Saturday, May 8, 2010

Ian Curtis

Having only two studio albums under your belt is hardly enough to justify a band as being one of the greatest ever, but not every band is as powerful as Manchester, England's Joy Division. May 18 will mark the 30th anniversary of the death of it's lead singer, Ian Curtis, who hung himself on the eve of the band's first ever tour of the United States. Where musical success would seem like a dream for most, to Curtis it quickly descended into a nightmare.

Married at 19 and working as a civil servant to help the disabled secure employment, Curtis would form Joy Division at the age of 21 with fellow members: Bernard Sumner, Peter Hook, and Stephen Morris. A year later, in January of 1979, as Curtis graced the cover of New Musical Express magazine, he was simultaneously diagnosed with epilepsy. Five months later would see the release of their debut album - Unknown Pleasures - which was declared an "opaque manifesto" and "one of the best debut LPs of the year" by Melody Maker.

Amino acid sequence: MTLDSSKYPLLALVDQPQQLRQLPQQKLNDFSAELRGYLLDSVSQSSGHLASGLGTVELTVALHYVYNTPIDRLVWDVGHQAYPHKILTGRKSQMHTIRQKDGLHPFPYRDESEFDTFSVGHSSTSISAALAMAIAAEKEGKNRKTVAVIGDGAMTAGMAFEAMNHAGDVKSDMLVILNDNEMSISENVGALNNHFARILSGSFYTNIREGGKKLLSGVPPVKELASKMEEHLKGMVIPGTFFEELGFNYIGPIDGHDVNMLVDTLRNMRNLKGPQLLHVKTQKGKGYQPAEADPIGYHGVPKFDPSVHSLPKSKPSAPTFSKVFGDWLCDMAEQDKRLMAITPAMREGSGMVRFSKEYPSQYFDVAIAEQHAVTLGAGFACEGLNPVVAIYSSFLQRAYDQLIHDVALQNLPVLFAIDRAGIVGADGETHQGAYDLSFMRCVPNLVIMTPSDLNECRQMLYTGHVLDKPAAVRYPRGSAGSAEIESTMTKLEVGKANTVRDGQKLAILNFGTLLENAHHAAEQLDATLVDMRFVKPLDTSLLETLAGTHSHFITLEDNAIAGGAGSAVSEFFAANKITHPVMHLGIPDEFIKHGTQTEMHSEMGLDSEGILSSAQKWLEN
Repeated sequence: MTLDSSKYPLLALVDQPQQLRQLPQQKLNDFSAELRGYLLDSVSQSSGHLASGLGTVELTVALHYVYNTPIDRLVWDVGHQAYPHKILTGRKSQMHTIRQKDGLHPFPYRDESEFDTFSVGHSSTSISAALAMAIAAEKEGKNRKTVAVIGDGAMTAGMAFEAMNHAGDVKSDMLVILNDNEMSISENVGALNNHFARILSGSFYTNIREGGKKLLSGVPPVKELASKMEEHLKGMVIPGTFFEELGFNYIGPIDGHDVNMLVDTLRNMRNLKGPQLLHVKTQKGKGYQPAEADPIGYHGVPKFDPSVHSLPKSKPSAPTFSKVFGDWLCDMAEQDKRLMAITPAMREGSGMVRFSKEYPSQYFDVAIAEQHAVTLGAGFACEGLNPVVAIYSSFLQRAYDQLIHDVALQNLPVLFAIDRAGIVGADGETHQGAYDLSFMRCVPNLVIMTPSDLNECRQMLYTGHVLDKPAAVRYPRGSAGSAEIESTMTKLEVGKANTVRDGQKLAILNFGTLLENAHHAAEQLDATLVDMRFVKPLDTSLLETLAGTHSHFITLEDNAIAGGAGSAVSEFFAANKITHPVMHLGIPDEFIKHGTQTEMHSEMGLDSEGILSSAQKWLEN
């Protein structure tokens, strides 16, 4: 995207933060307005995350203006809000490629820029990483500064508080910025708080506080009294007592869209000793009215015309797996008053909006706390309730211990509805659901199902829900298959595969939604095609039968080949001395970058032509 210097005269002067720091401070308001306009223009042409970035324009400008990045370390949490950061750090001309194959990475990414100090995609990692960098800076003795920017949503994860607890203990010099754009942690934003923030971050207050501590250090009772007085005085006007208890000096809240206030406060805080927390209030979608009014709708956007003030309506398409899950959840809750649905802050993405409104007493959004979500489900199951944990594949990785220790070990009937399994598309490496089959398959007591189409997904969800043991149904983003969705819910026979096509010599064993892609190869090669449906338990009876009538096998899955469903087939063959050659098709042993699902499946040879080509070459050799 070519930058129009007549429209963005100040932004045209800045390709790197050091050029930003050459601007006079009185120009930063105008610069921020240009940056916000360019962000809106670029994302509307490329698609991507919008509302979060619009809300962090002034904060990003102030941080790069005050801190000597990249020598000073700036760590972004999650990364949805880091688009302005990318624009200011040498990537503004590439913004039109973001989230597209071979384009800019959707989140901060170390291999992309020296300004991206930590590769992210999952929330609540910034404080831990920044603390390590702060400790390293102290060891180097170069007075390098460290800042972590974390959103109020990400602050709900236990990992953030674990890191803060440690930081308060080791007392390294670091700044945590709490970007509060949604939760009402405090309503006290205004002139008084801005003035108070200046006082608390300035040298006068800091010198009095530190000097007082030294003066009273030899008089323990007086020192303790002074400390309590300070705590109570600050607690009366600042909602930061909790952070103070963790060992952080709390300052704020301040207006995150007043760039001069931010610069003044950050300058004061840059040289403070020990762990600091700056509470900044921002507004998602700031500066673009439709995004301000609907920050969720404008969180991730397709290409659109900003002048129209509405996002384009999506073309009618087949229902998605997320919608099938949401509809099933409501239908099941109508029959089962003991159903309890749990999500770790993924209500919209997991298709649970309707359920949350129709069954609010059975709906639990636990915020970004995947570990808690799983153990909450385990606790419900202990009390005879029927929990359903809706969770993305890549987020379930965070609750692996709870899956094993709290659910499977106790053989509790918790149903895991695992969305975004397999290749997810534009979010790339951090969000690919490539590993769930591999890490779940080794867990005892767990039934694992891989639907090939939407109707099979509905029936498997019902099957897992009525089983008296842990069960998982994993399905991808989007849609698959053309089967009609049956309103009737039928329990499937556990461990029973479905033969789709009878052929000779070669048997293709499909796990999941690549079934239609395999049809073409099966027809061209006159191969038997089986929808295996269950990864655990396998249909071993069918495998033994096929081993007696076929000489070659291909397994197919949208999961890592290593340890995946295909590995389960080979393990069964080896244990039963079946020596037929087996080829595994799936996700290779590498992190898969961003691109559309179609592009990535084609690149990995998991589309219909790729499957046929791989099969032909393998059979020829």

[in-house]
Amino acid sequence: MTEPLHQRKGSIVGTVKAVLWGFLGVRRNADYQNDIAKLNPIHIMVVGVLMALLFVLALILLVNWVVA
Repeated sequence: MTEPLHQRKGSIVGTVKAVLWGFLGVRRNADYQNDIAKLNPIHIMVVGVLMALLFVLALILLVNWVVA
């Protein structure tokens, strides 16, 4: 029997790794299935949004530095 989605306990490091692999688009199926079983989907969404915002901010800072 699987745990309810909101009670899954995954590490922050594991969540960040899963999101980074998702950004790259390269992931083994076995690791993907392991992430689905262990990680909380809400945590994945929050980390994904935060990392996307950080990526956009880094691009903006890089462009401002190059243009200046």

As the buzz on Joy Division reached a fever, so did Curtis' grand mal epileptic seizures while performing on stage. The medication given to treat his epilepsy created wild mood swings. The timing couldn't have been crueler. It is even rumored that some people went to Joy Division concerts to see the "freak show" which seems, to me, to be the subject of his song "Atrocity Exhibition":

Asylums with doors open wide
Where people had paid to see inside
For entertainment they watch his body twist
Behind his eyes he says, I still exist

This is the way, step inside
This is the way, step inside
This is the way, step inside
This is the way, step inside

In arenas he kills for a prize
Wins a minute to add to his life
But the sickness is drowned by cries for more
Pray to God, make it quick, watch him fall

The seizures during performances would leave him in tears. At one particular show, Joy Division used a stand-in for Curtis as his deteriorating health made it impossible for him to perform. It ended in a riot. Along with a crumbling marriage, the fear of his health overshadowing his music must have been more than he could handle. It's hard to imagine that someone who wrote as though he had lived a hundred lifetimes was actually only 23-years-old when he committed suicide.

Two months after his death saw the release of Joy Division's final album - Closer - which New Musical Express hailed as 1980's album of the year. Besides the brilliant music that Ian Curtis left behind lies the fact that all of this madness and creativity existed in such an incredibly short time span and yet its impact is, undoubtedly, eternal.

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